To this grave doctor millions do resort
Satirical broadside on folly that is to be found in all ranks of society:
the interior of an apothecary’s shop, with the doctor purging with a dose of wisdom a countryman seated on a close-stool who defecates foolish notions represented by asses and geese; a wealthy city merchant waits to be given a dose of plain-dealing; a young courtier’s head is inserted into a furnace so that his idle pastimes go up in a cloud of smoke carrying playing-cards, a backgammon board, tennis rackets, musical instruments, extravagant clothes, etc.; a fashionably dressed woman holding a squirrel on a lead is about to follow in the place of the courtier. In a panel below are two clergymen, one complaining of the strain of running more than one parish, the other, who has received the doctor’s purge, finding that the work of one parish is quite enough.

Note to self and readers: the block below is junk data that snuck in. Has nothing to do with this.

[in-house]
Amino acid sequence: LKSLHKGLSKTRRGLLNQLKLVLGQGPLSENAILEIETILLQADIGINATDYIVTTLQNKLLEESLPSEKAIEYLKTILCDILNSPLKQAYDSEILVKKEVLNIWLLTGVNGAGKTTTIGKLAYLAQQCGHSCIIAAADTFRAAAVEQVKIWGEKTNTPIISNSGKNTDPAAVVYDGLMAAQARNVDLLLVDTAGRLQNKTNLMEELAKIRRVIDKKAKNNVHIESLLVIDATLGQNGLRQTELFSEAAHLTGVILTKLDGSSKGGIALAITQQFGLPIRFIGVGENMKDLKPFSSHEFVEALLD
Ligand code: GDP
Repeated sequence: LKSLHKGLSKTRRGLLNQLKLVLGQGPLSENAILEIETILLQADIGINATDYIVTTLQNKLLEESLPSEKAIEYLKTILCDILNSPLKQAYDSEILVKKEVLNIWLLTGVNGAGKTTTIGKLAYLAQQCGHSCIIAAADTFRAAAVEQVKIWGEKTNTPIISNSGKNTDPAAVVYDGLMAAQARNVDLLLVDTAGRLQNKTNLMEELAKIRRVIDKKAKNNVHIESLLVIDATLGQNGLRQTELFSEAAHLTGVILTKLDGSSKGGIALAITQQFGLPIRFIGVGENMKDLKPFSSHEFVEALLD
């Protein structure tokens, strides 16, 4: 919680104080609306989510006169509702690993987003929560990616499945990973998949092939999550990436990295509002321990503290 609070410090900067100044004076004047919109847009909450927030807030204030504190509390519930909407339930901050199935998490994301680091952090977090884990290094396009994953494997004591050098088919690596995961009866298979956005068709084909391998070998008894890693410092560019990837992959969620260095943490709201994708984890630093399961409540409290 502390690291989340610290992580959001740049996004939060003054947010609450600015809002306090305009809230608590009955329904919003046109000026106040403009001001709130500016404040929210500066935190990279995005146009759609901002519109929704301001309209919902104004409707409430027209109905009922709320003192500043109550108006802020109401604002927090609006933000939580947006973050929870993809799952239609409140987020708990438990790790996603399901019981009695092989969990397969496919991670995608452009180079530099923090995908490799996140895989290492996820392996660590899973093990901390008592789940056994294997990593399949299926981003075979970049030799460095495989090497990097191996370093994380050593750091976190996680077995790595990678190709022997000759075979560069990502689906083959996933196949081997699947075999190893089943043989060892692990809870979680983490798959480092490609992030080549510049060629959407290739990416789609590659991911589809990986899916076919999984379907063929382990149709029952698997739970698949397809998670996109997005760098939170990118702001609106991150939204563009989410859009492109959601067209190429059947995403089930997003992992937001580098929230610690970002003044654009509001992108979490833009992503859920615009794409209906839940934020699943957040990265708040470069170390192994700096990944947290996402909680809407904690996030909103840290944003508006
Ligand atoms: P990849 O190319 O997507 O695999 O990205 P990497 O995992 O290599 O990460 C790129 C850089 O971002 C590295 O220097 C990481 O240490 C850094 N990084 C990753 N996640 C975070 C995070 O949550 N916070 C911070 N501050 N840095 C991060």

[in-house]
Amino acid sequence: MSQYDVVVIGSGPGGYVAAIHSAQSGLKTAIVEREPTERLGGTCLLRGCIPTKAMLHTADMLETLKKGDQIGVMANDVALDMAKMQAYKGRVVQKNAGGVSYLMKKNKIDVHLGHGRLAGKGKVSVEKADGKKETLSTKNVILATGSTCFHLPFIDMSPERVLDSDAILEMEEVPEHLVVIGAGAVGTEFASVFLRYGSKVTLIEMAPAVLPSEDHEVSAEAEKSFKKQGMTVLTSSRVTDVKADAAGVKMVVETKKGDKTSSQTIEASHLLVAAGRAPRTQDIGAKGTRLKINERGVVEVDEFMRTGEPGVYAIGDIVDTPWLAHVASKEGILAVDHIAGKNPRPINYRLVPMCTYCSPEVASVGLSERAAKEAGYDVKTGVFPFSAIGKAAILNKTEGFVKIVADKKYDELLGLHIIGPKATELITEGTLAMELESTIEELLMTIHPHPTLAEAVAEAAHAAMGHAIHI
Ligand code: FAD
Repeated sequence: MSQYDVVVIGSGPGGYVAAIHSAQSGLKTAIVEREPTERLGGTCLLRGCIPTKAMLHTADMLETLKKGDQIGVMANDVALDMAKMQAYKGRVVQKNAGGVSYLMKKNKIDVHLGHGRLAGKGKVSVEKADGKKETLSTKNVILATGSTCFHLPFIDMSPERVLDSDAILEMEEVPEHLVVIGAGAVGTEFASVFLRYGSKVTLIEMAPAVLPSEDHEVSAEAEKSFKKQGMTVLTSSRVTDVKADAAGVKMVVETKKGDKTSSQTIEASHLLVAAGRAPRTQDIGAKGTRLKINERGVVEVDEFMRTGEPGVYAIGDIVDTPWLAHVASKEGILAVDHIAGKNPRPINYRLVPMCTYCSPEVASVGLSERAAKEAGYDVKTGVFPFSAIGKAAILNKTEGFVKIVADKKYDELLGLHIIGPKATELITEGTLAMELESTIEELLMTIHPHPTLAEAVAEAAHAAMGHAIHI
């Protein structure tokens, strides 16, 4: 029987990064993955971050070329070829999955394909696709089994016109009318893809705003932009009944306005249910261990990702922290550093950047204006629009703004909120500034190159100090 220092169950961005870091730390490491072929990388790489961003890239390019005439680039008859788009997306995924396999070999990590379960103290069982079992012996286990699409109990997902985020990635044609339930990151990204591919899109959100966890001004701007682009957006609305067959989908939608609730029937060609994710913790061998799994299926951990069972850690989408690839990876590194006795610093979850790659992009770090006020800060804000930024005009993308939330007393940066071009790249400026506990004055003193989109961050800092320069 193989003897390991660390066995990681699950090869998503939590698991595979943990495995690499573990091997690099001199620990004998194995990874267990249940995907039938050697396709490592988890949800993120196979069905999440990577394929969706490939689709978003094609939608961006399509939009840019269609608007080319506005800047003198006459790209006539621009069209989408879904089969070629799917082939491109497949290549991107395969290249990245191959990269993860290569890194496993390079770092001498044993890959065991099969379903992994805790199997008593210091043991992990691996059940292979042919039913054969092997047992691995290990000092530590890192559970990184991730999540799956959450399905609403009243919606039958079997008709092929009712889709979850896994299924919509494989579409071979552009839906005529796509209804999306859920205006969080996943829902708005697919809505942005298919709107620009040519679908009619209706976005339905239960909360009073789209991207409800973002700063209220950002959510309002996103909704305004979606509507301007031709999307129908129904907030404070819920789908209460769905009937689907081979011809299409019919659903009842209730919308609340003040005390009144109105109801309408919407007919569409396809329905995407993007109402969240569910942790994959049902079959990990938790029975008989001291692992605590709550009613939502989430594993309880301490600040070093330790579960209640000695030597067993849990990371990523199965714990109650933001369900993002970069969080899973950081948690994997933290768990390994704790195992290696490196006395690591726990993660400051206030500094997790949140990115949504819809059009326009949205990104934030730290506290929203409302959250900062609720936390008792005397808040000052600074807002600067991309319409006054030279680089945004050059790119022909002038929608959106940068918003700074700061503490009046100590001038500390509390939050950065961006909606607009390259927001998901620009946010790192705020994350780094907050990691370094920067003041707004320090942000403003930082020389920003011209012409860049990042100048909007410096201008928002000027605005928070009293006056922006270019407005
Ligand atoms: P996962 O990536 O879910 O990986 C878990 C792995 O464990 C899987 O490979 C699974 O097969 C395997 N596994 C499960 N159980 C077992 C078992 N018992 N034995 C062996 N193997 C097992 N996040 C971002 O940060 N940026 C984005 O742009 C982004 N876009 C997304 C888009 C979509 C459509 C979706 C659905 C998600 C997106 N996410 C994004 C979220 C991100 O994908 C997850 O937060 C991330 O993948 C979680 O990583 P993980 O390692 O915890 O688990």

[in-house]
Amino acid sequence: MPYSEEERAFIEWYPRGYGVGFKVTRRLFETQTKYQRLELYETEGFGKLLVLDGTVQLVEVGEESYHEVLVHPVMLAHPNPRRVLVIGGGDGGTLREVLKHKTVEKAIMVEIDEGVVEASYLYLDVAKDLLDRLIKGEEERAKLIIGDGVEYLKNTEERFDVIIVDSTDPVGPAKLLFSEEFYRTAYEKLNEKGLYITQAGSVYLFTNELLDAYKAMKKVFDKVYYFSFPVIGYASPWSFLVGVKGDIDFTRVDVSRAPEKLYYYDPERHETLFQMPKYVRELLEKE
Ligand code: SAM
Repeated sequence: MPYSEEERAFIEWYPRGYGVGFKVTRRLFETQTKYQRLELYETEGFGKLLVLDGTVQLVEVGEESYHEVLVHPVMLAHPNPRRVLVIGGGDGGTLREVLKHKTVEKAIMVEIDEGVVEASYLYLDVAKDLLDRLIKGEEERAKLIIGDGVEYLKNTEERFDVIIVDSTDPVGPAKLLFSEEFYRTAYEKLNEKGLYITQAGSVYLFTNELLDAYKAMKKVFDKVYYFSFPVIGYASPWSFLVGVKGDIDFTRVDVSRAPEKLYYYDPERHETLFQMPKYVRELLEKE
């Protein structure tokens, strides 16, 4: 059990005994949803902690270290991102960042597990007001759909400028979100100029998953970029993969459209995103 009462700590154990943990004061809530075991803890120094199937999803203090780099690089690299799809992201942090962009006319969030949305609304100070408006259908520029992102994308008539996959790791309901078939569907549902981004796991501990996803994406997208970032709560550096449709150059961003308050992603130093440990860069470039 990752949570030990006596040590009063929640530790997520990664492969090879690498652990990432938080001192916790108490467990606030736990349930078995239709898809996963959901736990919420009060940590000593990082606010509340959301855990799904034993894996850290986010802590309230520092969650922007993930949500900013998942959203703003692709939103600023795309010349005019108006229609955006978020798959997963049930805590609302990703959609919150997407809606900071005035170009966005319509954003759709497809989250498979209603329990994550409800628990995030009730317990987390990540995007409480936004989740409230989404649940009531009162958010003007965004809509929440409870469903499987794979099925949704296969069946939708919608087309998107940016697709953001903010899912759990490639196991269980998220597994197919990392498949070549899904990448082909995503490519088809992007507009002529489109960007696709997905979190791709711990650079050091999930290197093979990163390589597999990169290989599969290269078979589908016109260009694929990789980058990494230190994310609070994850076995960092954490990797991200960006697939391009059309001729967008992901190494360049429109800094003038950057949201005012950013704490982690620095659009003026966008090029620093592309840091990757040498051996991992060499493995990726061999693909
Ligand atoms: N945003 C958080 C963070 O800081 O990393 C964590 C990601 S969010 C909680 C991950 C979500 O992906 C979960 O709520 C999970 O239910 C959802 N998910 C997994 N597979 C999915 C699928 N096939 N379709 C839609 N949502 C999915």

Print made by Martin Droeshout (?), 1620s; this impression 1672.
From the British Museum